What I Wish China Understood

Here are a few stories of Chinese diplomacy:

In 2010, the Nobel Peace Prize was awarded to Chinese dissident Liu Xiaobo for pretty standard Nobel Peace Prize reasons. In response, China made bellicose statements, tried to persuade other nations to boycott the award ceremony, terminated free-trade negotiations with Norway, restricted trade, downgraded relations for several years until Norway was forced to issue a de facto apology.

South Korea announced they would install a missile defence system to protect against threats from North Korea. In response, China made bellicose statements, barred K Pop in China, reduced Chinese tourism to Korea and boycotted prominent Korean corporations.

Daryl Morey, then general manager of the Houston Rockets basketball team, in his personal capacity tweeted in support of Hong Kong protesters. In response, China made bellicose statements, initially boycotted the NBA and later transitioned to boycotting the team Daryl Morey worked for (and the next team he moved to).

The Australian government called for an investigation into the origins of Covid.  In response, China made bellicose statements, imposed significant trade restrictions on Australian imports and urged Chinese students to reconsider studying abroad in Australia.

There are countless stories like these. The message is clear. If an individual, corporation or country acts in a way that China perceives to embolden domestic criticism, China may restrict your access to its market.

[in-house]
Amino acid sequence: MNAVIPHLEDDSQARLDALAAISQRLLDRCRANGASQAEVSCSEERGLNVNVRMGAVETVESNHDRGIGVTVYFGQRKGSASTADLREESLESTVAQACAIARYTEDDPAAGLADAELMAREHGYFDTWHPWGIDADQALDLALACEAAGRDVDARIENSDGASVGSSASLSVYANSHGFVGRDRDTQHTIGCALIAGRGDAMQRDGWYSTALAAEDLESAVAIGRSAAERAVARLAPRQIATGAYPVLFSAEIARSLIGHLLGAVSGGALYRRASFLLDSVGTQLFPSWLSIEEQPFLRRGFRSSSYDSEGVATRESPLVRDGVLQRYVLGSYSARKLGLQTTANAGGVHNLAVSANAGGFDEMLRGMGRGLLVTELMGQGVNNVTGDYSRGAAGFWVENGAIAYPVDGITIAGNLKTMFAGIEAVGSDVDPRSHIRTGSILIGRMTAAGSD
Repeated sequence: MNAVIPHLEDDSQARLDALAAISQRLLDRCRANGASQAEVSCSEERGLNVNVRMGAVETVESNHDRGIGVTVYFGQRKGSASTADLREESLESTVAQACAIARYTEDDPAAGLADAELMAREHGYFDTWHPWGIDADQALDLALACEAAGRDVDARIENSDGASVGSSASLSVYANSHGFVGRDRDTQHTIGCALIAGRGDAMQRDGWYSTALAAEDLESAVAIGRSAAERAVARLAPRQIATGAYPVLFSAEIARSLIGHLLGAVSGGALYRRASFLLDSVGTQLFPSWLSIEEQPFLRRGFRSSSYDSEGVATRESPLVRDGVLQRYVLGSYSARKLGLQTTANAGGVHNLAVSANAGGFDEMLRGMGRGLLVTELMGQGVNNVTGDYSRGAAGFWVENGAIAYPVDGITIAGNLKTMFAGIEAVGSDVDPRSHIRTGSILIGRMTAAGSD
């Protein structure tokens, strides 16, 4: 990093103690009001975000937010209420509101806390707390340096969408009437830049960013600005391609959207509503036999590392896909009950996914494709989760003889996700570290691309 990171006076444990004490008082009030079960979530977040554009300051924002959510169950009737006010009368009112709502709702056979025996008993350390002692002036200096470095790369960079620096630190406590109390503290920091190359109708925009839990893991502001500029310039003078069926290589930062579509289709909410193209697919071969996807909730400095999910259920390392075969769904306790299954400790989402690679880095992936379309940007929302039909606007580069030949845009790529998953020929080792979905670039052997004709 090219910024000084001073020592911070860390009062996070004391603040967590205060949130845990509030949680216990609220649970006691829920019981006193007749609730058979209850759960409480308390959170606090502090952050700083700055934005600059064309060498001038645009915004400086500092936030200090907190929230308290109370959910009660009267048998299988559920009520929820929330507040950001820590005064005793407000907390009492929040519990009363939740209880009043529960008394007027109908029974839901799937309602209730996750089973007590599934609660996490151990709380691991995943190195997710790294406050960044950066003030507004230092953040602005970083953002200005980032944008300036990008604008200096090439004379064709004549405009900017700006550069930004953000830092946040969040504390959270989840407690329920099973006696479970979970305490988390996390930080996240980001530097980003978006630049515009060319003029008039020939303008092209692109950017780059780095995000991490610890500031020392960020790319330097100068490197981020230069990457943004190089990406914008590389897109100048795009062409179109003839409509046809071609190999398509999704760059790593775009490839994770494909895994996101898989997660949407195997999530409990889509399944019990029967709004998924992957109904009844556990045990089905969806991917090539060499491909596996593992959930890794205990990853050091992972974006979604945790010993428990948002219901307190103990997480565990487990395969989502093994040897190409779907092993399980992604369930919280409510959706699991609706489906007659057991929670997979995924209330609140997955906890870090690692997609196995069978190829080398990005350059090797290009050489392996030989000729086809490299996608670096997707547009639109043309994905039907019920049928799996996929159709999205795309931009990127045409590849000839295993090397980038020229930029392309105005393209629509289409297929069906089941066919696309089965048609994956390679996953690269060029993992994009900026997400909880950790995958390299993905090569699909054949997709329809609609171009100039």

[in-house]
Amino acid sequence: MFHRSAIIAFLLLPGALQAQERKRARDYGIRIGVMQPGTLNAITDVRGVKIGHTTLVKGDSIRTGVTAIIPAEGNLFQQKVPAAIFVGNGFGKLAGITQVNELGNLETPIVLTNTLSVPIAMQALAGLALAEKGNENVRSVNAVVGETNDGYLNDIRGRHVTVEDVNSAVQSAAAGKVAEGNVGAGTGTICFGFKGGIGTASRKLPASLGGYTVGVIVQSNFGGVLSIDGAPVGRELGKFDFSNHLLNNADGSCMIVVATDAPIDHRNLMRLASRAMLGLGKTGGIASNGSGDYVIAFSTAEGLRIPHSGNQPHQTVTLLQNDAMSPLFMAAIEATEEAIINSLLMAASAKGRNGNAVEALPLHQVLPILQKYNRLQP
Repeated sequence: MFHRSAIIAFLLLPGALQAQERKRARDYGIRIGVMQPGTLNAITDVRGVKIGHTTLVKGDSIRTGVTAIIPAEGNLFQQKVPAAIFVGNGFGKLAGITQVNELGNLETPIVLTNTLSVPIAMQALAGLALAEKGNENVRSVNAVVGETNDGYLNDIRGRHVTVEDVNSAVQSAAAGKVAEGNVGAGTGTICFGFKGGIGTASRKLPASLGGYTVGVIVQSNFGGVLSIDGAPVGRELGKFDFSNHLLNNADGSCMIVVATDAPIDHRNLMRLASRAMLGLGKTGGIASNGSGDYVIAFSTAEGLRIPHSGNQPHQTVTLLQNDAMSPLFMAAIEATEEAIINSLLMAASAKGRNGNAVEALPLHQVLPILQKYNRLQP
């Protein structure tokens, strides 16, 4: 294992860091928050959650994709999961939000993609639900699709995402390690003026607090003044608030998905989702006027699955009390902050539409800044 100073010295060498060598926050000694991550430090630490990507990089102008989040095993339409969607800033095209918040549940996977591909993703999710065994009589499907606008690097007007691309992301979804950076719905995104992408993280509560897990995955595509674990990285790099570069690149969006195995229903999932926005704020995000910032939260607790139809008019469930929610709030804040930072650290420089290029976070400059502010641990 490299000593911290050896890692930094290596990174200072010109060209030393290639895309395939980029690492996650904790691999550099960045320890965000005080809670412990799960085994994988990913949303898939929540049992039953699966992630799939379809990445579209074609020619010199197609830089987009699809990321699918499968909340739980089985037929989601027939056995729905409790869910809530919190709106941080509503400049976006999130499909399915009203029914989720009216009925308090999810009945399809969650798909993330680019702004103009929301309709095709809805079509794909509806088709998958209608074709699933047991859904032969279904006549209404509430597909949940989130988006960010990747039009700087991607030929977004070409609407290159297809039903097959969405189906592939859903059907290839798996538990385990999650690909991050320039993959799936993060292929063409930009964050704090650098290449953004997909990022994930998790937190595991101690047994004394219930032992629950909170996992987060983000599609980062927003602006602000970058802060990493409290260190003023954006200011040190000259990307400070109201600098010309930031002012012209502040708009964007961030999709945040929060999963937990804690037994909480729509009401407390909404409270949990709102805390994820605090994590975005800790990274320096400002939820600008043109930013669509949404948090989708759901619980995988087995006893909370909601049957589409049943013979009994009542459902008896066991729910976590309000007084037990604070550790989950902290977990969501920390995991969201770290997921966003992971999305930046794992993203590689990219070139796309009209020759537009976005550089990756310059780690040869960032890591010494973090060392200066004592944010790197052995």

I’m not going to pretend to understand how the Chinese government makes foreign policy decisions, but I suspect the following are relevant. 

  1. China thinks it would be harmful for people/corporations/states to do or say things that they dislike. Since it would be very difficult to penalize every statement they dislike, they disproportionately react to a small number of statements to create enough fear to change the incentives for everyone.
  2. In a system that rewards loyalty, it is much easier to advance through the ranks if you favour decisions that show how strong and tough you are.

China is not an ordinary country. It’s market is simply too large. If Russia, Turkey or even India wanted to boycott the NBA or Australian beef, the world would not care. Their markets do not have sufficient sway to make a meaningful impact on behaviour and discourse in the West. China does. Their market is large enough that cutting it off from the rest of the world, for better or for worse, is enough to significantly change the calculus of how a country or organization functions.

I think China truly believes their economic statecraft has been highly effective. I understand why they may think that because they are right in one sense – the entire world is scared to say or do anything critical of China and in effect, every prominent individual, corporation and state engages in significant self-censorship for fear of upsetting China.

On the other hand, I believe this behaviour has caused significant backlash against China.

My observation is that people in the west really dislike self-censorship and do not appreciate being punished by China for doing things that seem innocuous to them. I believe China’s diplomatic actions, while in the short-term seem highly effective, have led to a significant increase in anti-China sentiment. Ultimately, and tragically, I believe the world will be a much worse place as a result of the growing anti-China sentiment.

This disturbs me and this should disturb China too. I hope the Chinese government appreciates how much resentment their disproportionate diplomatic responses cause and how harmful the consequences will be for everyone.